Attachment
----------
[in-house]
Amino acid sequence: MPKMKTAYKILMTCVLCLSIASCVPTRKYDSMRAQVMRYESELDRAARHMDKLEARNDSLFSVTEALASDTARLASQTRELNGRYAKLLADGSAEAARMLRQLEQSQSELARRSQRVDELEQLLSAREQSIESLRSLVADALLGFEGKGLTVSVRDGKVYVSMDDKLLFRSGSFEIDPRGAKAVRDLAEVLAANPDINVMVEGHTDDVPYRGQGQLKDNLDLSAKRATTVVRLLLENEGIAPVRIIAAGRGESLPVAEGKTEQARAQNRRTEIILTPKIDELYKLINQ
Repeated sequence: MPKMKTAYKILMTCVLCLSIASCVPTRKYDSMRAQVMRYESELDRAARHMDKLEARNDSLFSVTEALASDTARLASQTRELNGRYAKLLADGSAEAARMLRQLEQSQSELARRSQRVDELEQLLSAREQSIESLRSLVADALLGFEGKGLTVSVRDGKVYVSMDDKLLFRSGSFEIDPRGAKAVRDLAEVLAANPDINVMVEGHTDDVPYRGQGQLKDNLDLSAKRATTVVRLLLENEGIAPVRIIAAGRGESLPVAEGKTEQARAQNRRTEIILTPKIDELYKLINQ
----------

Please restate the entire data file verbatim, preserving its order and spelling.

[in-house]
Amino acid sequence: MPKMKTAYKILMTCVLCLSIASCVPTRKYDSMRAQVMRYESELDRAARHMDKLEARNDSLFSVTEALASDTARLASQTRELNGRYAKLLADGSAEAARMLRQLEQSQSELARRSQRVDELEQLLSAREQSIESLRSLVADALLGFEGKGLTVSVRDGKVYVSMDDKLLFRSGSFEIDPRGAKAVRDLAEVLAANPDINVMVEGHTDDVPYRGQGQLKDNLDLSAKRATTVVRLLLENEGIAPVRIIAAGRGESLPVAEGKTEQARAQNRRTEIILTPKIDELYKLINQ
Repeated sequence: MPKMKTAYKILMTCVLCLSIASCVPTRKYDSMRAQVMRYESELDRAARHMDKLEARNDSLFSVTEALASDTARLASQTRELNGRYAKLLADGSAEAARMLRQLEQSQSELARRSQRVDELEQLLSAREQSIESLRSLVADALLGFEGKGLTVSVRDGKVYVSMDDKLLFRSGSFEIDPRGAKAVRDLAEVLAANPDINVMVEGHTDDVPYRGQGQLKDNLDLSAKRATTVVRLLLENEGIAPVRIIAAGRGESLPVAEGKTEQARAQNRRTEIILTPKIDELYKLINQ